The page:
If your child comes home and tells you that my child said terribly cruel things to her, please find a way to contact me. Send me an email, contact the teacher, call me. Please don't assume that my husband beats my daughter or that I am emotionally cruel to my child. Please don't assume that my daughter is in a wretched home situation. Please don't assume that she has parents who are disengaged or don't care about her.
Instead, please consider that she has parents at home who are aware of the problem but aren't aware that it has happened again. Please consider reaching out so that we have the opportunity to correct the problem with our child. If you are going to assume anything, please assume that my child has engage and passionate parents. Maybe you've reached out to other parents with issues before and been disregarded or put down. But please don't stop trying. Because at some point you might find me at the other end or you might find another parent like me- one who is trying to work through this behavior problem on a consistent and ongoing basis.
And here's a shocking idea. Let's say the school does know that the response from the parents won't help. Or maybe you reach out and you do discover that the kid is in a difficult home situation. Does that mean you just brush it off? Does that mean you don't take action? Holy crap! If I know a kid who is in a tough home situation... who has parents making dumb, selfish choices or who has a parent who pushes them too hard... you know that situations where the kid feels out of control or the kid feels worthless... I can't imagine turning my back. I know that not every situation can be turned over to the authorities and not every situation can be helped by school administration. And if my kid is the one getting picked on, I know that I will be angry with that other child. But I also know that if I am aware of a kid in a hurting place, I do what is within my power to do to show them that they are valuable and they are loved. Even if it is as small as looking them in the eye with a smile and a hello, giving them a hug when appropriate, taking time to sit and talk, and maybe even being there for them to talk to when the moment presents itself.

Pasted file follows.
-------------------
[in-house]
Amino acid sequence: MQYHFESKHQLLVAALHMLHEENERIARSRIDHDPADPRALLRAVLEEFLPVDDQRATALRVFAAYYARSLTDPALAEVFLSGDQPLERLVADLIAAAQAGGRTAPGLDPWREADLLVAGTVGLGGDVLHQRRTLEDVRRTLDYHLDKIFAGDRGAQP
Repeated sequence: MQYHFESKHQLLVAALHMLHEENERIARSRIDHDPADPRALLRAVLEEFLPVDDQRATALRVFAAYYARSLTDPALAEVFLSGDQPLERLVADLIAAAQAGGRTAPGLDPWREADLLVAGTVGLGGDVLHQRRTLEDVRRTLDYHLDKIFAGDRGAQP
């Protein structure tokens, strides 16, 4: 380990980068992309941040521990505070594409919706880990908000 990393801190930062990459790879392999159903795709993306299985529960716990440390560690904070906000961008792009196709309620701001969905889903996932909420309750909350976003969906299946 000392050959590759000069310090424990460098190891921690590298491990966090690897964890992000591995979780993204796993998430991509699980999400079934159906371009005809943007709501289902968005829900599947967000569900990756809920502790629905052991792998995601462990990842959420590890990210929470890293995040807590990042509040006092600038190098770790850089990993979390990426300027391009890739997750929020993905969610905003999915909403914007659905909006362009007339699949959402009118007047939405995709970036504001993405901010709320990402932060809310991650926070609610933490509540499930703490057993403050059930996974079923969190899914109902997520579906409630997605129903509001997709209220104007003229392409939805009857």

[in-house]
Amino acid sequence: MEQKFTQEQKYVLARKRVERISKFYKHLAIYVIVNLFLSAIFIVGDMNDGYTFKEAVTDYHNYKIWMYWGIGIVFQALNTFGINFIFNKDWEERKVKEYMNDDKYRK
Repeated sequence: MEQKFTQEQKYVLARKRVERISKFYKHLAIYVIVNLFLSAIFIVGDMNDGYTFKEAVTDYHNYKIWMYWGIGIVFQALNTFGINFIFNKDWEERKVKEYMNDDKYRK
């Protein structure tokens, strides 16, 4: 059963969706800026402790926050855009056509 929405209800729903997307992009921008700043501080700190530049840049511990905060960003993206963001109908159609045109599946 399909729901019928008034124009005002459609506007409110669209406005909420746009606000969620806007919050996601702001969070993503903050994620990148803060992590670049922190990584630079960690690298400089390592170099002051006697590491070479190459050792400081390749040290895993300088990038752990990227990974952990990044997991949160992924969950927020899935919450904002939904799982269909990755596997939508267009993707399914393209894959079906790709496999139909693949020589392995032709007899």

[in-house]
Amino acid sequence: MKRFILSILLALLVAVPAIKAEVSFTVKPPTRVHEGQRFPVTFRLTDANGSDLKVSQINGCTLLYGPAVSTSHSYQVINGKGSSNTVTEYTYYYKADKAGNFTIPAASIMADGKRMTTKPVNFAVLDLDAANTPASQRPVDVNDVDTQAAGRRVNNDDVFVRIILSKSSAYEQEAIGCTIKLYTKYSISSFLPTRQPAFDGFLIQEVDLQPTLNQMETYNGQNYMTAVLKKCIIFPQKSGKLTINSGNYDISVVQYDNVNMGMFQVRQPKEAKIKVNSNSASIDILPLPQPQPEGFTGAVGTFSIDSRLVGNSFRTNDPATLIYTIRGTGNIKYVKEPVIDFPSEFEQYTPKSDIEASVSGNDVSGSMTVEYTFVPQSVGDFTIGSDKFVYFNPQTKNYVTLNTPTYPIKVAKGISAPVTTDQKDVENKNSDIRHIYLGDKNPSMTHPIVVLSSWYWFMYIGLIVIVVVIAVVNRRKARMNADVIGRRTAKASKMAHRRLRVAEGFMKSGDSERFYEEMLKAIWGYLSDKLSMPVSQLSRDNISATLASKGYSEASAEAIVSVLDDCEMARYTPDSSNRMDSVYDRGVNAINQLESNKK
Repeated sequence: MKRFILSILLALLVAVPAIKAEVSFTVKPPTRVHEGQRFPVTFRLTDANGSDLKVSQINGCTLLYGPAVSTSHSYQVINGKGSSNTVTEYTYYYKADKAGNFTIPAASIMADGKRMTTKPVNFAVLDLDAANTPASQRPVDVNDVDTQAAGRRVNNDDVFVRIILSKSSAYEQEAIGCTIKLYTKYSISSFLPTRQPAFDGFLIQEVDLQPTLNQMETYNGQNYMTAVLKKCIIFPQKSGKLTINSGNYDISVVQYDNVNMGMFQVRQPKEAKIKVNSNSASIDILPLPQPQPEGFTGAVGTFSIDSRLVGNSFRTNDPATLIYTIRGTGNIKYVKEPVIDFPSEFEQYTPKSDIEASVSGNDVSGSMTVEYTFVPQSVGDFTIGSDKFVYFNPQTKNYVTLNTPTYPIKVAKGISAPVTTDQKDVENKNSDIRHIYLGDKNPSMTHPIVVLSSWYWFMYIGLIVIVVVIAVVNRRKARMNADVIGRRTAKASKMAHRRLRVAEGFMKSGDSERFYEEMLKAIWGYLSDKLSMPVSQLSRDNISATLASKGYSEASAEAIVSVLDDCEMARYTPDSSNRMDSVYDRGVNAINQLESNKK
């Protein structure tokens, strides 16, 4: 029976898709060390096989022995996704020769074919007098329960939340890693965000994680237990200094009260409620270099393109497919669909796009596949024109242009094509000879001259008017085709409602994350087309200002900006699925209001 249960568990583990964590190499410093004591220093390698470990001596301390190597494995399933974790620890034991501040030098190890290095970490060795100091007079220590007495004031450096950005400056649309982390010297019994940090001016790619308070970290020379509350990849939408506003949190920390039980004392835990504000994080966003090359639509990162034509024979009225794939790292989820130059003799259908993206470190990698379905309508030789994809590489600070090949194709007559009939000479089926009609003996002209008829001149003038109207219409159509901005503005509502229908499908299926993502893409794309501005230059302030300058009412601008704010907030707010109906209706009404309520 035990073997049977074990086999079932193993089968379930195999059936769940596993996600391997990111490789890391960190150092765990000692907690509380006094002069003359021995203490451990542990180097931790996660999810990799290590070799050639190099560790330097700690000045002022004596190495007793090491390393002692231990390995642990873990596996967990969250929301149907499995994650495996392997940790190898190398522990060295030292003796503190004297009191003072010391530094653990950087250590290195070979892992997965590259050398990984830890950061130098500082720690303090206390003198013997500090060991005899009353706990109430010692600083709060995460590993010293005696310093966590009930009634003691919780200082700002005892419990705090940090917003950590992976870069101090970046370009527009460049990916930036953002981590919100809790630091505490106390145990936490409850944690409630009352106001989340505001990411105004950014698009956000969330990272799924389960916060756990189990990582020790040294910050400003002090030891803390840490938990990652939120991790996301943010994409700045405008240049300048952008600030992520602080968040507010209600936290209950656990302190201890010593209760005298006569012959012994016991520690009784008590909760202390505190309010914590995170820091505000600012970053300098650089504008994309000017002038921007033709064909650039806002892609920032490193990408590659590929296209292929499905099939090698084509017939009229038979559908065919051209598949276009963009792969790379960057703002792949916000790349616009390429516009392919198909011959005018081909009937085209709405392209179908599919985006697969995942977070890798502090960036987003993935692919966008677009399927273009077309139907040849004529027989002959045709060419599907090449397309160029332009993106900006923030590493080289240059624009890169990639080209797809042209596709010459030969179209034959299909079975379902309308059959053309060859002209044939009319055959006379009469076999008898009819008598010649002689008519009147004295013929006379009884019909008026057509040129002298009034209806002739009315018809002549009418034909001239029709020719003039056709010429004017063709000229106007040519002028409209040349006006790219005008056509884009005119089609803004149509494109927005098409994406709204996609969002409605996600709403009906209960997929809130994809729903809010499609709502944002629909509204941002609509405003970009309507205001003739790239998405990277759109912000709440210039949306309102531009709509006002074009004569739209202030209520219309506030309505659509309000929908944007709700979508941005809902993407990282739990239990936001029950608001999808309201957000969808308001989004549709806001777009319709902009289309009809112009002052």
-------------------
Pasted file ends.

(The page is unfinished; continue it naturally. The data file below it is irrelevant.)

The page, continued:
I'm starting to get scattered with my thoughts. It's a big subject. And maybe it's something I should focus on and write about in more detail at some point. But like I said- right now, I'm angry. Right now, I want to defend myself.
My child has the capability to be a cruel bully, a true mean girl. My child also has the capability to be incredibly thoughtful, empathetic, and compassionate. My child is funny and charming and smart- and can also be manipulative and verbally slay other kids without being detected by adults.
My husband and I are parents who love our children. We are focused on raising them to be compassionate, caring, generous individuals. We believe that our kids have great things to do in this world. Finding out that our child had the ability to be so cruel to others turned our world upside down- I cried and cried. I questioned everything I had done to that point as a parent. I wondered if I was too hard on her or if my expectations were too high or if I was too soft on her or if I was just plain doing everything wrong. Eventually, we figured out that there were reasons for the things we were seeing. Now, almost 2 years into our school experience, we know that this is an aspect of her personality that can be honed into something positive or, if left unattended, will run rampant and create a truly cruel teenager.
So we work on it. We try our best. We address is consistently every time it comes up. All I ask is that if your child encounters a bully, please consider that the parents of the bully are more like you than you may want to admit.